Examination of the highest points on the graph shows a predominance of Clostridia. (Not just members of the genus Clostridium, but the class Clostridia, which is a large, ancient, and diverse class of anaerobes.) One thing we know about the Clostridia is that unlike all other bacteria (unlike members of the Gammaproteobacteria, the Alpha- and Betaproteobacteria, the Actinomycetes, the Bacteroidetes, etc.), the Clostridia have Ogg1, otherwise known as 8-oxoguanine glycosylase (which specifically prevents G-to-T transversions). They share this capability with all members of the Archaea, and all higher life forms as well.

Note that while non-Ogg1 enzymes exist for correcting 8-oxoguanine lesions (e.g., MutM, MutY, mfd), there is evidence that Ogg1 is specifically involved in repair of 8oxoG lesions in non-transcribed strands of DNA, at transcription time. (The other 8oxoG repair systems may not be strand-specific.)

If Archaea benefit from Ogg1 the way Clostridia do, they too should fall well above the regression line on a graph of A+G versus A+T. And this is exactly what we find. In the graph below, the pink squares are members of Archaea that came up positive in a protein-Blast query against Drosophila Ogg1. (I'll explain why I used Drosophila in a minute.) The red-orange circles are bacterial species (mostly from class Clostridia) that turned up Ogg1-positive in a similar Blast search.

Ogg1-positive organisms are plotted here. The pink squares are Archaea species. Red-orange circles are bacterial species that came up Ogg1-positive in a protein Blast search using a Drosophila Ogg1 amino-acid sequence. In the background (greyed out) is the graph of all 1,373 bacterial species, for comparison. Note how the Ogg1-positive organisms have a higher purine (A+G) content than the vast majority of bacteria.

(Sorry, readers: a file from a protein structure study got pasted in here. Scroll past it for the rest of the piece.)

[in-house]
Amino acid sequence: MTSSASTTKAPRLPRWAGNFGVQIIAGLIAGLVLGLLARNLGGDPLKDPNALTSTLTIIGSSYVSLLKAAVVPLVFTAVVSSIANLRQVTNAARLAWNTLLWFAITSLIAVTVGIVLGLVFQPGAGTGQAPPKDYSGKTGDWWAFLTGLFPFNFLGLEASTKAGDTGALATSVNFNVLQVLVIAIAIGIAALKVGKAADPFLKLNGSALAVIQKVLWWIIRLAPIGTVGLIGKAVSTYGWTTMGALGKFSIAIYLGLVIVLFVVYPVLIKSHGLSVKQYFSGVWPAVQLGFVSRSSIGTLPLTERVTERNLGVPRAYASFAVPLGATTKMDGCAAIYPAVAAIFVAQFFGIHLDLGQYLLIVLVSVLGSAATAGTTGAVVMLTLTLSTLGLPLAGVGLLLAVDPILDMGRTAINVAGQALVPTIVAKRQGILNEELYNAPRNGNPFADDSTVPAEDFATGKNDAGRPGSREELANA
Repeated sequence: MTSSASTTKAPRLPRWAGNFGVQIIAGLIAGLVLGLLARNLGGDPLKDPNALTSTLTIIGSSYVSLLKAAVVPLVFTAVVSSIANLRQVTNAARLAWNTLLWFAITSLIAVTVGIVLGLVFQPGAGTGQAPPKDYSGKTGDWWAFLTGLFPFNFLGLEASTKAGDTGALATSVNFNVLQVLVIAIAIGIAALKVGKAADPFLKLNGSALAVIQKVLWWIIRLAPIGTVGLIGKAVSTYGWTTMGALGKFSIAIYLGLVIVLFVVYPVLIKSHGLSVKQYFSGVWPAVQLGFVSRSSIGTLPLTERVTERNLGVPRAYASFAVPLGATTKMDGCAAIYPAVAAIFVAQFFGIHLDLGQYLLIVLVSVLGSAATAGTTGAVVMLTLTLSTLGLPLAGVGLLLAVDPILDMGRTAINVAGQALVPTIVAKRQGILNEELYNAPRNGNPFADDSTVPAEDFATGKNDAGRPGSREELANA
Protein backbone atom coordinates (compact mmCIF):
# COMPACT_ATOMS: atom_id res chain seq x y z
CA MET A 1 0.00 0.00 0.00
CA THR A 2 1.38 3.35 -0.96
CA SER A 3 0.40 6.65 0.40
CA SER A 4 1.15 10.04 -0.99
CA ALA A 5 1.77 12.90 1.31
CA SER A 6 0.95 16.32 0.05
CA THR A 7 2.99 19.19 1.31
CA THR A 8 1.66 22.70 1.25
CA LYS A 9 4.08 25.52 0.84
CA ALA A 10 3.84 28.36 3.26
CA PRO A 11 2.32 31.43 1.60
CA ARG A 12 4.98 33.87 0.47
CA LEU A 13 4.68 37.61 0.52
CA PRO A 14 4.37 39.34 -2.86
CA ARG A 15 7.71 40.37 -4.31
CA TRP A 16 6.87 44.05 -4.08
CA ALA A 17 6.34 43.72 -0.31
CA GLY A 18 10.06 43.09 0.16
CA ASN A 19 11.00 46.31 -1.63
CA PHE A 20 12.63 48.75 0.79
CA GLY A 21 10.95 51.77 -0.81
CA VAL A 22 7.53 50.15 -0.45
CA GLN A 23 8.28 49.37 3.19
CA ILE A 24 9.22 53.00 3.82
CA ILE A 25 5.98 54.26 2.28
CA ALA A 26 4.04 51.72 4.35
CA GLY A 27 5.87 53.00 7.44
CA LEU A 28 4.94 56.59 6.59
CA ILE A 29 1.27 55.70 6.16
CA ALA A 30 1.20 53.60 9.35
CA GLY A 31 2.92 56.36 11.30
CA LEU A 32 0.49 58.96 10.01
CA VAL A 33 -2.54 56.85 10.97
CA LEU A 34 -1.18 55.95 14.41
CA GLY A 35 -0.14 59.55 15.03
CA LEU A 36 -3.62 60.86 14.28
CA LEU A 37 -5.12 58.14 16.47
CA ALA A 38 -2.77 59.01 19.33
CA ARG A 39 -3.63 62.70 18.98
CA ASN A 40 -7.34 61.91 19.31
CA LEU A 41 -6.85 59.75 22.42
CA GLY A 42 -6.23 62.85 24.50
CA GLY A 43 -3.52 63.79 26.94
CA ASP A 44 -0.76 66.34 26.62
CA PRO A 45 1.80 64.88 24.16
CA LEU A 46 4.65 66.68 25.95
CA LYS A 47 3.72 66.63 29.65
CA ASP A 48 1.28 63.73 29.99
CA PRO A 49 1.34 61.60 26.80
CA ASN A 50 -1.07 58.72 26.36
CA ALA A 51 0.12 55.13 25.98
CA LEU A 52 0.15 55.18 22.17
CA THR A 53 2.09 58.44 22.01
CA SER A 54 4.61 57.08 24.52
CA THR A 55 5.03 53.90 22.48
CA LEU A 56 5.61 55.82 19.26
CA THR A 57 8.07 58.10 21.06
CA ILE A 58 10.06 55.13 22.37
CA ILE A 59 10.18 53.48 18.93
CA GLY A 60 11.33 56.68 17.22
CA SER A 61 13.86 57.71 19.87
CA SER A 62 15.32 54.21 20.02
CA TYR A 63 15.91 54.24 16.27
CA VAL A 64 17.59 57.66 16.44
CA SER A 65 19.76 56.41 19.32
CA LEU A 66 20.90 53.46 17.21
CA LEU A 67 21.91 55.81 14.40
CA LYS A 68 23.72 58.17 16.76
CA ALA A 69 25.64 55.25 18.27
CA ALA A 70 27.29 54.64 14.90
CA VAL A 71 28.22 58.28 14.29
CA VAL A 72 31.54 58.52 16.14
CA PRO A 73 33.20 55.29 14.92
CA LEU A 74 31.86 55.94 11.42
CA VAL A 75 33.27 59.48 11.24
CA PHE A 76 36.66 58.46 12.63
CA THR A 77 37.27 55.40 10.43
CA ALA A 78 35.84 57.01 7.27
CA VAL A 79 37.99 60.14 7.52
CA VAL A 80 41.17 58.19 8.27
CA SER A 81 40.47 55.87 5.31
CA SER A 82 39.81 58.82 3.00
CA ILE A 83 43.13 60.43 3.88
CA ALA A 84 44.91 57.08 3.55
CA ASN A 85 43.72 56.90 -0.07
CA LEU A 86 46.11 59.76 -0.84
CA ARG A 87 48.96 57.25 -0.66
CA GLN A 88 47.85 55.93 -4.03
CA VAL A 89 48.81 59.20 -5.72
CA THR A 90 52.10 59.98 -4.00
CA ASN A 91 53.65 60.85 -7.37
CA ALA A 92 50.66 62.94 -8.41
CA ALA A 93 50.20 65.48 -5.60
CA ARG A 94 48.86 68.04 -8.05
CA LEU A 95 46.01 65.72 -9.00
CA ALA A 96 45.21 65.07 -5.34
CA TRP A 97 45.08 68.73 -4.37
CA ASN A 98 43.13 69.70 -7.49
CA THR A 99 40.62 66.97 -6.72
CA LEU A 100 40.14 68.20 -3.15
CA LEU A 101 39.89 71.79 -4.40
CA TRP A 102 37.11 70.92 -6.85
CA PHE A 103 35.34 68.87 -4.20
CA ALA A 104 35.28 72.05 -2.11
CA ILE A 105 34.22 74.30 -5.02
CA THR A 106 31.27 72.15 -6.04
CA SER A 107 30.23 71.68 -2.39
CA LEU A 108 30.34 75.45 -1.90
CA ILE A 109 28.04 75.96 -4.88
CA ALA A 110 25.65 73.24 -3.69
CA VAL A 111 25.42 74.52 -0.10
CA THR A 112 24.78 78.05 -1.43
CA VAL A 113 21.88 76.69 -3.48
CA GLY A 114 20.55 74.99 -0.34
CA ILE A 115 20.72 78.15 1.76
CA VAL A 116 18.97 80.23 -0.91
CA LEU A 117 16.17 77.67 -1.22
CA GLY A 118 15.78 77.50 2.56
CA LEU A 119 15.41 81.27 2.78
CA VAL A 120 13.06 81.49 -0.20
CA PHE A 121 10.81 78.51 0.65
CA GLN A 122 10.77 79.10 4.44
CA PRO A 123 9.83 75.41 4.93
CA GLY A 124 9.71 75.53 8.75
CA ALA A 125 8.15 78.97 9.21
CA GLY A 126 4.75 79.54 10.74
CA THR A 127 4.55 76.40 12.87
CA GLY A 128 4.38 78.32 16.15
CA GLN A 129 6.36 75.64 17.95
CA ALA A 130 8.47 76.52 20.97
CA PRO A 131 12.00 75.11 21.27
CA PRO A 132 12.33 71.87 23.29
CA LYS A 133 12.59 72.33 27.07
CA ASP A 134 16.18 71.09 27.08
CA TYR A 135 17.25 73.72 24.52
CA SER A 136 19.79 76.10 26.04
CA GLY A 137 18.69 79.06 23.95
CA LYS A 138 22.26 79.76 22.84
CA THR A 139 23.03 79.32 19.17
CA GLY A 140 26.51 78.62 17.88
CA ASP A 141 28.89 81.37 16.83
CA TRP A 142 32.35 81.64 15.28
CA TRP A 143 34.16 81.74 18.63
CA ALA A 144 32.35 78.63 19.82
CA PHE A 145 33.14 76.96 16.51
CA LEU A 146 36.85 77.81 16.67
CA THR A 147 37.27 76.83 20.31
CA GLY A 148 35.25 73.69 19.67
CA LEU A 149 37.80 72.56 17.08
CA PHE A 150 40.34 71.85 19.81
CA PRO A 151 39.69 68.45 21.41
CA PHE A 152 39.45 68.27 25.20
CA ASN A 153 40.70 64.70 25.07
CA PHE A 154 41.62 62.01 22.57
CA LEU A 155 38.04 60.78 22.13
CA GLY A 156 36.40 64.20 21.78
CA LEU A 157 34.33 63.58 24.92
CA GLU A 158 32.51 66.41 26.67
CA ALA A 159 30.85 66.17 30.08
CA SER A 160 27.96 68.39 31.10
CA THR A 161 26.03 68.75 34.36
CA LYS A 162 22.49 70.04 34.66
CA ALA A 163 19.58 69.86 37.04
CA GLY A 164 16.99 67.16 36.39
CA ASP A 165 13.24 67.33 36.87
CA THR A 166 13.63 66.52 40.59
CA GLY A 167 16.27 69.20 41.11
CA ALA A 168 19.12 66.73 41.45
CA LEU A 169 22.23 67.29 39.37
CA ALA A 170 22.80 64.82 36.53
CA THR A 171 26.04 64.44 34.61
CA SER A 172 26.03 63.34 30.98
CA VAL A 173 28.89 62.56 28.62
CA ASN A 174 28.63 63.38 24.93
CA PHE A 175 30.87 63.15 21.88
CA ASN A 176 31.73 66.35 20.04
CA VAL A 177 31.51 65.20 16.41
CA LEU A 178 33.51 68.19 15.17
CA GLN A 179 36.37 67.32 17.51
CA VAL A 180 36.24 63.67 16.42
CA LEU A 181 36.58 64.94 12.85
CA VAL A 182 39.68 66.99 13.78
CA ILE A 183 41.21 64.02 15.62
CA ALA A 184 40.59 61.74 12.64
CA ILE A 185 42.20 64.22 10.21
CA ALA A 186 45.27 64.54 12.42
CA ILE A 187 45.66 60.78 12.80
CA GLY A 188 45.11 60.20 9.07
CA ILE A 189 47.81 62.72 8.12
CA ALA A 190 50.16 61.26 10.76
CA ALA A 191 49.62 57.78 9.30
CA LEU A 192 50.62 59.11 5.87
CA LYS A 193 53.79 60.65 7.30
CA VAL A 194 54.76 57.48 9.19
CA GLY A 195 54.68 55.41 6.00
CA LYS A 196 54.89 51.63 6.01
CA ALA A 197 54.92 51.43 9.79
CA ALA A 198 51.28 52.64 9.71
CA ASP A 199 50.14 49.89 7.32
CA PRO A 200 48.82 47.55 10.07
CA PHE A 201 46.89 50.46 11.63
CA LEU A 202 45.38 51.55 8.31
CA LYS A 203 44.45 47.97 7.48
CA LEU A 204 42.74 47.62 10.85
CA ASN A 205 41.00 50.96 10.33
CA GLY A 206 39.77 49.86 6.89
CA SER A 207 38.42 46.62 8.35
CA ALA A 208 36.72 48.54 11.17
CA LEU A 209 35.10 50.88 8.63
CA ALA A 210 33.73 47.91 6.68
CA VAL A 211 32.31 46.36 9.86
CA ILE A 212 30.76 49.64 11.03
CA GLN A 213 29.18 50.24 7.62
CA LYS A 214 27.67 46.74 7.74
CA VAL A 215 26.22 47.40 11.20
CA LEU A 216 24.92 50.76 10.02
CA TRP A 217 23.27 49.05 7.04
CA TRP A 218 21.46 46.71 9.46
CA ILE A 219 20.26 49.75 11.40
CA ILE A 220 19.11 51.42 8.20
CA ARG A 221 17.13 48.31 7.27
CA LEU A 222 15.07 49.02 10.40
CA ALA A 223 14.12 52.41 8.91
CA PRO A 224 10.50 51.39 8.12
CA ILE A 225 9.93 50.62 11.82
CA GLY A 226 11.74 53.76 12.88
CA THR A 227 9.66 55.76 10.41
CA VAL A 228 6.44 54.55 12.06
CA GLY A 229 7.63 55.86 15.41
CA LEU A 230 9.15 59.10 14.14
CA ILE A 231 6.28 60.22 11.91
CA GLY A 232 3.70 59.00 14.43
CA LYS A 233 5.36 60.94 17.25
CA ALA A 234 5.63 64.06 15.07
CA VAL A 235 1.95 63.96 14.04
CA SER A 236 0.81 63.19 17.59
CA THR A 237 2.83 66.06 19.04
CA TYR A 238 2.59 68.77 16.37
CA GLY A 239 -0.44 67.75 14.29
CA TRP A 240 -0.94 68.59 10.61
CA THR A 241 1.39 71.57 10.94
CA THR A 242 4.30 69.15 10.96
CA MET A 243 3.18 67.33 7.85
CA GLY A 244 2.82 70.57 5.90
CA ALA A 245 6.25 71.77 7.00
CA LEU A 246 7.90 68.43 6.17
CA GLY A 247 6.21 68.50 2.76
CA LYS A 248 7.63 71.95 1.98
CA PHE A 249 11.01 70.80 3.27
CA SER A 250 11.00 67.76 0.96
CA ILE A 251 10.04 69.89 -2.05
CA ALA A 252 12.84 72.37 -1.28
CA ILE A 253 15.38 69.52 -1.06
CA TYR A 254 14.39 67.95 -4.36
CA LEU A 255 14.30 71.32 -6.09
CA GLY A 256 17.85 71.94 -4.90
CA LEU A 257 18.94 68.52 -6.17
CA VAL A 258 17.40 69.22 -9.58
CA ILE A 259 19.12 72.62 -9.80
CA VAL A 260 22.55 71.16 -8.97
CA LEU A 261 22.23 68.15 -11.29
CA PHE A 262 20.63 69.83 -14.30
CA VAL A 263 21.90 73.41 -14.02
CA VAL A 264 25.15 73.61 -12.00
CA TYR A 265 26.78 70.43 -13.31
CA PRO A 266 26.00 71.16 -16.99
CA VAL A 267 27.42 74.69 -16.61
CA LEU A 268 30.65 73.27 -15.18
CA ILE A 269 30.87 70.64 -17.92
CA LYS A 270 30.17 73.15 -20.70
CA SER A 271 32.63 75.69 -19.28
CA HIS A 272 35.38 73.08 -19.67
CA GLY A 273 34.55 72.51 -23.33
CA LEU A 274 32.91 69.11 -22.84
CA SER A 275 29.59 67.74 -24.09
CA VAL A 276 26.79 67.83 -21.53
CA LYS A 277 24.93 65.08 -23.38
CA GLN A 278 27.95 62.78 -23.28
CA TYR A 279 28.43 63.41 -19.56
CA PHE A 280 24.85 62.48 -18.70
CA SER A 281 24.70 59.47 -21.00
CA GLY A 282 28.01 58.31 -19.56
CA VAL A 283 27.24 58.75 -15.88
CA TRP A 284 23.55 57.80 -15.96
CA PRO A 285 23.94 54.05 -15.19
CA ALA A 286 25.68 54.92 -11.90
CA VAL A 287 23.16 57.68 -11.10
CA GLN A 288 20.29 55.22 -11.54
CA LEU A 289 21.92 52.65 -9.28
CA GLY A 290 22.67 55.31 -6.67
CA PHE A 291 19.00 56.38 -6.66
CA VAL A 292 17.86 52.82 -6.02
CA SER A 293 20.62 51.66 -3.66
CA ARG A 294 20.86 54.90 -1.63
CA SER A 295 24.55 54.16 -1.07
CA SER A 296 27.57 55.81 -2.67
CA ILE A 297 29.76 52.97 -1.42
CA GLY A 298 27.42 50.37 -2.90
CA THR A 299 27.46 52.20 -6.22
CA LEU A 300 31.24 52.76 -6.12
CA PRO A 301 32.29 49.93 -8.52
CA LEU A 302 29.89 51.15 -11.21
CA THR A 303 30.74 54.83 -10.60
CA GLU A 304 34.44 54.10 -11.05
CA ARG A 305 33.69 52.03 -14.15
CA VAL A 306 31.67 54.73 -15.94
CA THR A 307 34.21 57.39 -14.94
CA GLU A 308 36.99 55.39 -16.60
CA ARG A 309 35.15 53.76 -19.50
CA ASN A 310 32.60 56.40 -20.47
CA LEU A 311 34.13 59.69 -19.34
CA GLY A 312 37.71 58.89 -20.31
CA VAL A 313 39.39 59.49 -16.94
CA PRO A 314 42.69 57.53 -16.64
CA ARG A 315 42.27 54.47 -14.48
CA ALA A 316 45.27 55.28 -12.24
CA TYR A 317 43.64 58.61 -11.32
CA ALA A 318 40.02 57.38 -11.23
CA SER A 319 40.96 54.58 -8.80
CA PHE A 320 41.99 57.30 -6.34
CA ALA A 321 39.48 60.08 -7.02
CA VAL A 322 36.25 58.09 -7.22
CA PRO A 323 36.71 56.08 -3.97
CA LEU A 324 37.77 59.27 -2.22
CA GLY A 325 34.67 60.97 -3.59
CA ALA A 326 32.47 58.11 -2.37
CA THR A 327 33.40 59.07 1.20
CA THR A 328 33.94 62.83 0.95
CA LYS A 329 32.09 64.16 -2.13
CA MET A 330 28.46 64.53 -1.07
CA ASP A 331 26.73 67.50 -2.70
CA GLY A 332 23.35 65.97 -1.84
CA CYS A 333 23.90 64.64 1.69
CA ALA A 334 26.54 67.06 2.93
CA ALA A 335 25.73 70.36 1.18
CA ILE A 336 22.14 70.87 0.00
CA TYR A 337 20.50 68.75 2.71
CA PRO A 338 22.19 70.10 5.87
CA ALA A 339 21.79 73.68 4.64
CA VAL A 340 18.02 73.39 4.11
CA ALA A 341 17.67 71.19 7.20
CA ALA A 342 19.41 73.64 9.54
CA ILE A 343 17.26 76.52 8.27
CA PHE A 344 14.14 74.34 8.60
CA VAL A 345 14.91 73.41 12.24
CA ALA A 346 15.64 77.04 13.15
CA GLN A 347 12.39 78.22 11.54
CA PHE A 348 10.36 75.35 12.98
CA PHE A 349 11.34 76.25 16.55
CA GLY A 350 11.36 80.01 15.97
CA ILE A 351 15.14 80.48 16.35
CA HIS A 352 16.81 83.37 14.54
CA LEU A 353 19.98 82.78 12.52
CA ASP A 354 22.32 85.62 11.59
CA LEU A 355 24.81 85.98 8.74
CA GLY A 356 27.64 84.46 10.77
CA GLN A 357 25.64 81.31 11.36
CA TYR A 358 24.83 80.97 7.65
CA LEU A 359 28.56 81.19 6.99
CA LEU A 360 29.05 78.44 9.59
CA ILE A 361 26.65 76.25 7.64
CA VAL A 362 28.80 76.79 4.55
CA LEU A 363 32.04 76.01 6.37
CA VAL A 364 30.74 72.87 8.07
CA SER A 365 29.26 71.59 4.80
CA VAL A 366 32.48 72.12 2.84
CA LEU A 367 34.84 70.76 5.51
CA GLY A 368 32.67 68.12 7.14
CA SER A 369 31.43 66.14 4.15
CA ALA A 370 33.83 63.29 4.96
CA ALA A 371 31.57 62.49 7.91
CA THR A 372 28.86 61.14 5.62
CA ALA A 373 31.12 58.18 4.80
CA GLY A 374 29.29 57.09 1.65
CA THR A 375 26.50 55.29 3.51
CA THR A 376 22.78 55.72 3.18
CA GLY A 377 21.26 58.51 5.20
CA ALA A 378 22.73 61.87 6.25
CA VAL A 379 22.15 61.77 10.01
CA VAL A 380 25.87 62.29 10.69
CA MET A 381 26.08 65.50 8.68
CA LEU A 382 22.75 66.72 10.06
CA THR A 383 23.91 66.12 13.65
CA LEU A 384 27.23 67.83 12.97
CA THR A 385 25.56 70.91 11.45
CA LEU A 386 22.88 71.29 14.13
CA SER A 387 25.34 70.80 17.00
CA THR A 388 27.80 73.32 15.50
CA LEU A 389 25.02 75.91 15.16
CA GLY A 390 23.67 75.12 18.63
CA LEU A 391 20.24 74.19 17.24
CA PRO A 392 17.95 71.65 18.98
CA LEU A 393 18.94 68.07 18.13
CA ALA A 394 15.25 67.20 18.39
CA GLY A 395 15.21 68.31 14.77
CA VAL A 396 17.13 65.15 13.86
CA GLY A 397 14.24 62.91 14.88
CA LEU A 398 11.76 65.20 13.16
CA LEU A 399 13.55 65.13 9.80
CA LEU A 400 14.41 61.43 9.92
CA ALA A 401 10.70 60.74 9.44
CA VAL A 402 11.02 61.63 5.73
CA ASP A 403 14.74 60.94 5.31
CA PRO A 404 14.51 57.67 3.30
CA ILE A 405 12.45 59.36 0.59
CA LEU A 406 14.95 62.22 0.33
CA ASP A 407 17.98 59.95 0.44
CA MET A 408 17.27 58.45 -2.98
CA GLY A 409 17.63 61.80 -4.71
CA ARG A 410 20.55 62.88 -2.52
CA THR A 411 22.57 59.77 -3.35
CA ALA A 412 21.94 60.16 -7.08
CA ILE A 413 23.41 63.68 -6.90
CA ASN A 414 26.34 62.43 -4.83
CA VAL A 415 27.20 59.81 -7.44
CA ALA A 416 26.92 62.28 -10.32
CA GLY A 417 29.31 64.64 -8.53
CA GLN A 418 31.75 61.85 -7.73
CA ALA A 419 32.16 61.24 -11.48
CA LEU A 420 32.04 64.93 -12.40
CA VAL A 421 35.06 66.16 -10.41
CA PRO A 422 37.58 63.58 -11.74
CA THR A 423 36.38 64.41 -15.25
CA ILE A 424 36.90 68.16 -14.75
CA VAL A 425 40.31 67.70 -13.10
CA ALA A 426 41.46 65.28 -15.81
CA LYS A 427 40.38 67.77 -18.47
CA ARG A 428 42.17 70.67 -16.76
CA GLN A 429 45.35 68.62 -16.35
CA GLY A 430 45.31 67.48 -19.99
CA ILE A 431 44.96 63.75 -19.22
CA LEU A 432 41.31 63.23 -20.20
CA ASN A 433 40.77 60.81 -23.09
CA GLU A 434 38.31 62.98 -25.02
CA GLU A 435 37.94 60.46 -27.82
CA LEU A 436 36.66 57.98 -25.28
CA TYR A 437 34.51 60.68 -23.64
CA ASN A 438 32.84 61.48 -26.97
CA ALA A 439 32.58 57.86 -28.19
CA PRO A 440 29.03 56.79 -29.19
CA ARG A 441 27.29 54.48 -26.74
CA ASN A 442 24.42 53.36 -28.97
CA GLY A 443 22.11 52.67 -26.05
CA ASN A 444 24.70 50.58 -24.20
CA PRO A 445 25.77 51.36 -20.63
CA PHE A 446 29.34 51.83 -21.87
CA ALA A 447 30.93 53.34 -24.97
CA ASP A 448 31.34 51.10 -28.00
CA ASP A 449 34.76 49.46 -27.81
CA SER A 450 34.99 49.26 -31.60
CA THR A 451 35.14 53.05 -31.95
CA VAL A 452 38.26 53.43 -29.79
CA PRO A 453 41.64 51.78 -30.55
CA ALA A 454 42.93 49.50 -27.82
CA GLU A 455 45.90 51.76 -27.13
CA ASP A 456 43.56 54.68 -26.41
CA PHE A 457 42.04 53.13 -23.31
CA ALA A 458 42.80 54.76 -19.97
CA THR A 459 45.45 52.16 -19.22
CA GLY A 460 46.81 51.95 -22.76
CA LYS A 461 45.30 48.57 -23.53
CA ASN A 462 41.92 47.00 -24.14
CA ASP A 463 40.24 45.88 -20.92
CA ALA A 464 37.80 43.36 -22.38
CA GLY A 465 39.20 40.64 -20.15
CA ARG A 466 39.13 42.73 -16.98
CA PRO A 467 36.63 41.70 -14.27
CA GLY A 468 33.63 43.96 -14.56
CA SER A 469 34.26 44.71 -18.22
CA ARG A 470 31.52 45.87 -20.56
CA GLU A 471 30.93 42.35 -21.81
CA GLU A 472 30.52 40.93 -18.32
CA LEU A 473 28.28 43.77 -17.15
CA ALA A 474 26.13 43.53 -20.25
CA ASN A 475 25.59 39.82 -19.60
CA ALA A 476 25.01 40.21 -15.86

The points in this plot are significantly higher on the y-axis than points in the all-bacteria plot (and the regression line is steeper), consistent with a different DNA repair profile.

In identifying Ogg1-positive organisms, I wanted to avoid false positives (organisms with enzymes that share characteristics of Ogg1 but that aren't truly Ogg1), so for the Blast query I used Drosophila's Ogg1 as a reference enzyme, since it is well studied (unlike Archaeal or Clostridial Ogg1). I also set the E-value cutoff at 1e-10, to reduce spurious matches with DNA repair enzymes or nucleases that might have domain similarity with Ogg1 but aren't Ogg1. In addition, I did spot checks to be sure the putative Ogg1 matches that came up were not actually matches of Fpg (MutM), RecA, RadA, MutY, DNA-3-methyladenine glycosidase, or other DNA-binding enzymes.

Bottom line, organisms that have an Archaeal 8-oxoguanine glycosylase enzyme (mostly obligate anaerobes) occupy a unique part of the A+G vs. A+T graph. Which makes sense. It's only logical that anaerobes would have different DNA repair strategies (and a different "repairosome") than oxygen-tolerant bacteria, because oxidative stress is, in general, handled much differently in anaerobes. The fact that they bring different repair tactics to bear on DNA shouldn't come as a surprise.